Als je denkt dat Jeffrey Epstein is vermoord omdat geen enkele gevangenis een gevangene zou behandelen die nalatig was …


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Ken “Popehat” White (previously) has expanded on his excellent Twitter thread about Jeffrey Epstein’s suicide in jail, and just how (shamefully) normal it is for prisoners to die in custody due to indifference, overwork, malfeasance and sadism on the part of prison authorities.

In the Atlantic, White tells the stories of 32 inmates who died (or nearly died) in US custody, under circumstances that are every bit as absurd and negligent as those surrounding Jeffrey Epstein’s death.

The point isn’t that it’s inconceivable that Epstein died as the result of a conspiracy, but the conspiracy theories that say that it has to be a setup because it’s so implausible that prison authorities would be so totally useless are thoroughly disconnected from reality.

The state of US prisons is a national shame, and the fact that America incarcerates more people than any other nation in world history in these gulags is a national horror.

Andrew Holland died in a restraint chair in San Luis Obispo County, California. He was strapped to the chair, naked, for two days. If you like, you can watch video of the guards laughing as medics try fruitlessly to perform CPR, though I would not recommend it.

The story of Shamieke Pugh and Maurice Lee has laughter, too, but I don’t think it’s funny. Maybe I’m humorless? Pugh and Lee were African American, and they were handcuffed, helpless, to a jail table when they were stabbed by a white supremacist. The guards laughed.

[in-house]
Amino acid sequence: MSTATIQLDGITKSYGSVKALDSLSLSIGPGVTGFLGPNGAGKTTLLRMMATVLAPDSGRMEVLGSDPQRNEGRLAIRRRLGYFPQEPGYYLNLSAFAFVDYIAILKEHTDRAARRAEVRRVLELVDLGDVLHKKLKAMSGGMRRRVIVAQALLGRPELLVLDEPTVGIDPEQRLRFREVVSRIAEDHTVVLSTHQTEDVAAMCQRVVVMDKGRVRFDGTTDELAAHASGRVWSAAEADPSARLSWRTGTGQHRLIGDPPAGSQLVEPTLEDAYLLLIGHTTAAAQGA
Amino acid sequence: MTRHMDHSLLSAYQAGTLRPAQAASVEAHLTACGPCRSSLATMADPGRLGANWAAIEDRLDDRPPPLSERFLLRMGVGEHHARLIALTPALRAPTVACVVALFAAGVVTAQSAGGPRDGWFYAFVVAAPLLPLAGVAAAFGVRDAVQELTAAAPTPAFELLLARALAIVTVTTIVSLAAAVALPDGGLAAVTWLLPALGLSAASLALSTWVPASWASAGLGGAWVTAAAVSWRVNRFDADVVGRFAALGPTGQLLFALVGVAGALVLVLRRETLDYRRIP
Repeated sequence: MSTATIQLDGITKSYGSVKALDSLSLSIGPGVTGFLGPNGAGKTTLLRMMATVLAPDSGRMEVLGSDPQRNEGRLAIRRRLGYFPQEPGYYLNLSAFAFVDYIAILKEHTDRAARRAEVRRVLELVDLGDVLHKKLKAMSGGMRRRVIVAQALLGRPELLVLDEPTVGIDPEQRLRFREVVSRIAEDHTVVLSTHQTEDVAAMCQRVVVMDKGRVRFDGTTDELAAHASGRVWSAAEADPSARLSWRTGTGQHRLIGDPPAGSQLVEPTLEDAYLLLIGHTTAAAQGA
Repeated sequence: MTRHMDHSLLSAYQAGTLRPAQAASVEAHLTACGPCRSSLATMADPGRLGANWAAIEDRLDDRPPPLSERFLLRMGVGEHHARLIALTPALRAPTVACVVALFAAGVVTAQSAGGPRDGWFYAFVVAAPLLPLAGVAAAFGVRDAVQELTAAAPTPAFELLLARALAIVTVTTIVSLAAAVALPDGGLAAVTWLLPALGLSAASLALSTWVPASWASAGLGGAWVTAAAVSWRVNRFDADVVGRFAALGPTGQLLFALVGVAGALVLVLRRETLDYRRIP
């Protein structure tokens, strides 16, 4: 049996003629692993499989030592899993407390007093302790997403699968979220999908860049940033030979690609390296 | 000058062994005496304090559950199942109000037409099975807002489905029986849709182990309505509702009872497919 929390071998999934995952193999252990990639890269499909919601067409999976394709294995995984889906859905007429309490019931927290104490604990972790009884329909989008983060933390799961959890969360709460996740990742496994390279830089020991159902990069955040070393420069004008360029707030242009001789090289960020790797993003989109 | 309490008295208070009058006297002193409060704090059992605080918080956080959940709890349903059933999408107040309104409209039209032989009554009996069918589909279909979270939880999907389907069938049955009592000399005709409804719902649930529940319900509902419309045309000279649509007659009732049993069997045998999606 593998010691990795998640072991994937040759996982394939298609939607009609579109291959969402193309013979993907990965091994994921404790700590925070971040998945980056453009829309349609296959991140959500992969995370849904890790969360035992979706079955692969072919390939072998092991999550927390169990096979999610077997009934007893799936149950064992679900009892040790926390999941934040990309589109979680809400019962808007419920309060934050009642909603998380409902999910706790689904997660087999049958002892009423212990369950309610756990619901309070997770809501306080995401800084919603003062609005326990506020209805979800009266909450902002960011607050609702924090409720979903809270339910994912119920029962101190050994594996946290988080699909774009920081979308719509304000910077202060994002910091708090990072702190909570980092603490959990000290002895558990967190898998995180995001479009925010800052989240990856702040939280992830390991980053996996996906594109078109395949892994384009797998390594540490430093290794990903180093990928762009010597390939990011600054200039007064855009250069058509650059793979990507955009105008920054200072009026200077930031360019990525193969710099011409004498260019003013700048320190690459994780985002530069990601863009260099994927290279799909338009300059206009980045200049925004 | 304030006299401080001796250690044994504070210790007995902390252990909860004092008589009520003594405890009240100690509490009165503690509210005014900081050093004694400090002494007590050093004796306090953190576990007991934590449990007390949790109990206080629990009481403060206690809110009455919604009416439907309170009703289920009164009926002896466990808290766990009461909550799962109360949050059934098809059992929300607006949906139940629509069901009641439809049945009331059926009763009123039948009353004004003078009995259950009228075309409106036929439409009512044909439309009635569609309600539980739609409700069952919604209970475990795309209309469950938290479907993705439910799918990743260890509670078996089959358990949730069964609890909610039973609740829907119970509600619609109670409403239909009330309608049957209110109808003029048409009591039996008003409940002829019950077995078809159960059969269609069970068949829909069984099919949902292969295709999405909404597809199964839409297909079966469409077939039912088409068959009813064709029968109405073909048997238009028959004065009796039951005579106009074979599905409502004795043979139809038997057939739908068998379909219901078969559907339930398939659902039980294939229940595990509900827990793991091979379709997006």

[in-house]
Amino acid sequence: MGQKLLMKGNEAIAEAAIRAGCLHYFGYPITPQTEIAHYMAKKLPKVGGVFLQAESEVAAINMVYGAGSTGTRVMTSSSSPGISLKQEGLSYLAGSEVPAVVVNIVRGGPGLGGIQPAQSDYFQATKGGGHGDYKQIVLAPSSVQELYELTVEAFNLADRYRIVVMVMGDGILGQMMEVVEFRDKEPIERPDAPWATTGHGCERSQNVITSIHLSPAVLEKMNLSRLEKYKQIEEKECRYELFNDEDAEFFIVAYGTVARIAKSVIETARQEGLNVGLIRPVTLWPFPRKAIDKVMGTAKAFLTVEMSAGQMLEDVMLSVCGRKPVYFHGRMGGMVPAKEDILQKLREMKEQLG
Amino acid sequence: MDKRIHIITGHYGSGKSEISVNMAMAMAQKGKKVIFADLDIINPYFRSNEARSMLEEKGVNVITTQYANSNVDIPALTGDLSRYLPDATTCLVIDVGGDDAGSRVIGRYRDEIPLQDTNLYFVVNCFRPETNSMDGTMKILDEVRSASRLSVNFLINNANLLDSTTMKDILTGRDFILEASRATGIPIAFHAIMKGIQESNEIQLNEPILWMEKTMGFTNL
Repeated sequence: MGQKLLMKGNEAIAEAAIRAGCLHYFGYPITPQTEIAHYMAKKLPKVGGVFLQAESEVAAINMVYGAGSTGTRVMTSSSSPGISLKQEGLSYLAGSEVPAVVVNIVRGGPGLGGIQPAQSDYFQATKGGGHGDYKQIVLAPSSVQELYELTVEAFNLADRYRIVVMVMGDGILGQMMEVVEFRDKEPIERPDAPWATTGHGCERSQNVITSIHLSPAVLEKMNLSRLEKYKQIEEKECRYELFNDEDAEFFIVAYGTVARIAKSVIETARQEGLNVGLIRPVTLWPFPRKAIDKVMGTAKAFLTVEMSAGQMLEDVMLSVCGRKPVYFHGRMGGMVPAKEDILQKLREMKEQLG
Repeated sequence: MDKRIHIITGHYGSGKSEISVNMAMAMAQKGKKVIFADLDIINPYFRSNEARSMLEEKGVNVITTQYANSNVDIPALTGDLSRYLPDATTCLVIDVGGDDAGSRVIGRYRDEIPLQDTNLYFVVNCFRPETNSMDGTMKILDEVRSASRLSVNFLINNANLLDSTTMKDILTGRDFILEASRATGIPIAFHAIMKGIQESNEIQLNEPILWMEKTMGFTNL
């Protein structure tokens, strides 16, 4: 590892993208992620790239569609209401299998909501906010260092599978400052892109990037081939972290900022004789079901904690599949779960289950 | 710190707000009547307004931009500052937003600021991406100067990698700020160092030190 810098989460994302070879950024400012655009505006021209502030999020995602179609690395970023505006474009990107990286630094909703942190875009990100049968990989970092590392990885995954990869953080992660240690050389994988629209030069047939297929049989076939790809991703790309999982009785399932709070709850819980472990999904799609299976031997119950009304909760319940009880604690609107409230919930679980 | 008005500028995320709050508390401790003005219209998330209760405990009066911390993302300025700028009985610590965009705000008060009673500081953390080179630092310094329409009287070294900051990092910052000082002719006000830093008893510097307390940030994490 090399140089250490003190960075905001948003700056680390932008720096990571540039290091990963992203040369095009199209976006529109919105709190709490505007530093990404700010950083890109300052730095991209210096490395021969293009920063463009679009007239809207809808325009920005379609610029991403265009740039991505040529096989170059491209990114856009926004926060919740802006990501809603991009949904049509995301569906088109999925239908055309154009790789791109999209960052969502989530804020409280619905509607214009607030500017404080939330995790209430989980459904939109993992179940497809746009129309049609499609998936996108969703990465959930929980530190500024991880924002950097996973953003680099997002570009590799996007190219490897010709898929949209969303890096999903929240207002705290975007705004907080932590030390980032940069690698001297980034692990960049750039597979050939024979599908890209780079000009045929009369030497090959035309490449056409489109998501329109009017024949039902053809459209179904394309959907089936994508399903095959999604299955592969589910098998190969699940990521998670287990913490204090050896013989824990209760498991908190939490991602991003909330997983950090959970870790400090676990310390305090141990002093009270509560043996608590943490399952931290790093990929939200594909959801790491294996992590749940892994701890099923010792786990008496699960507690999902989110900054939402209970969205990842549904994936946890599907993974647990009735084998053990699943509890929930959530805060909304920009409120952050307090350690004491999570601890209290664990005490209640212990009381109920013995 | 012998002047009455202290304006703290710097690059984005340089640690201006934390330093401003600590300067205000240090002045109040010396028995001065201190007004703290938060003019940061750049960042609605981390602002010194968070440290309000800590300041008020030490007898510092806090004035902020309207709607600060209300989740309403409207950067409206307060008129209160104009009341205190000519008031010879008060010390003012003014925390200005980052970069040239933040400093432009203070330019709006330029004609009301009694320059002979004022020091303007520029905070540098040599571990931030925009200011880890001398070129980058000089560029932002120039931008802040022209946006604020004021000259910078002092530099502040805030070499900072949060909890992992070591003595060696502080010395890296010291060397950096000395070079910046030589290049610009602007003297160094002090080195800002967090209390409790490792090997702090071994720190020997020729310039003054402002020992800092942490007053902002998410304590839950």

Darren Rainey was an inmate in South Florida. Guards put in him a shower stall, locked the door, and turned on the hot water. The guards taunted him, saying, “How do you like your shower?” He died. Though witnesses said he looked like a boiled lobster, authorities declined to charge the guards and said that Rainey’s skin peeling off his body must have been because of “slippage” caused by attempts to revive him.

Michael Anthony Kerr died of dehydration, like Thomas, near Raleigh, North Carolina. Kerr—an Army veteran—was off his medications and lay in his own waste for five days before someone figured out he wasn’t eating or drinking. He was handcuffed the whole time; they had to cut off the handcuffs because the lock was encrusted with his feces.

Thirty-Two Short Stories About Death in Prison

[Ken White/The Atlantic]

(Image: Jmiller291, CC BY)

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